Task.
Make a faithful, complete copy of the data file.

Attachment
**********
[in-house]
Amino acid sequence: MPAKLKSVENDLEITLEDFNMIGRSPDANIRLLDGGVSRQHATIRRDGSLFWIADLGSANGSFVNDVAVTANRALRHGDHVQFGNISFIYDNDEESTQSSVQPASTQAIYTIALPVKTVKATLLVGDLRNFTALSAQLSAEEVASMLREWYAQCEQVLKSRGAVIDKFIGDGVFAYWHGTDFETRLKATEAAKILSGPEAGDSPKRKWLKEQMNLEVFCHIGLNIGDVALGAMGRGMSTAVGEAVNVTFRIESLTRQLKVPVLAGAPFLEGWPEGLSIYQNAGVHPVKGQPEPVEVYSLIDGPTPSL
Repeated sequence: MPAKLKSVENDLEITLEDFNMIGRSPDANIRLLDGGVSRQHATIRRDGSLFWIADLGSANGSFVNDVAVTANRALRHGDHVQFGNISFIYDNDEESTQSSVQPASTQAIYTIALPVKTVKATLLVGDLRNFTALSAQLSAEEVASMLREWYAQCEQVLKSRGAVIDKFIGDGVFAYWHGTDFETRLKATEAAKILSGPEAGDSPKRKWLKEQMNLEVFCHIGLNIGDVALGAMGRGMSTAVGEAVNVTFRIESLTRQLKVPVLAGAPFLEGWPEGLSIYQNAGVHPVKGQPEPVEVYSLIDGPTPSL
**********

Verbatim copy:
[in-house]
Amino acid sequence: MPAKLKSVENDLEITLEDFNMIGRSPDANIRLLDGGVSRQHATIRRDGSLFWIADLGSANGSFVNDVAVTANRALRHGDHVQFGNISFIYDNDEESTQSSVQPASTQAIYTIALPVKTVKATLLVGDLRNFTALSAQLSAEEVASMLREWYAQCEQVLKSRGAVIDKFIGDGVFAYWHGTDFETRLKATEAAKILSGPEAGDSPKRKWLKEQMNLEVFCHIGLNIGDVALGAMGRGMSTAVGEAVNVTFRIESLTRQLKVPVLAGAPFLEGWPEGLSIYQNAGVHPVKGQPEPVEVYSLIDGPTPSL
Repeated sequence: MPAKLKSVENDLEITLEDFNMIGRSPDANIRLLDGGVSRQHATIRRDGSLFWIADLGSANGSFVNDVAVTANRALRHGDHVQFGNISFIYDNDEESTQSSVQPASTQAIYTIALPVKTVKATLLVGDLRNFTALSAQLSAEEVASMLREWYAQCEQVLKSRGAVIDKFIGDGVFAYWHGTDFETRLKATEAAKILSGPEAGDSPKRKWLKEQMNLEVFCHIGLNIGDVALGAMGRGMSTAVGEAVNVTFRIESLTRQLKVPVLAGAPFLEGWPEGLSIYQNAGVHPVKGQPEPVEVYSLIDGPTPSL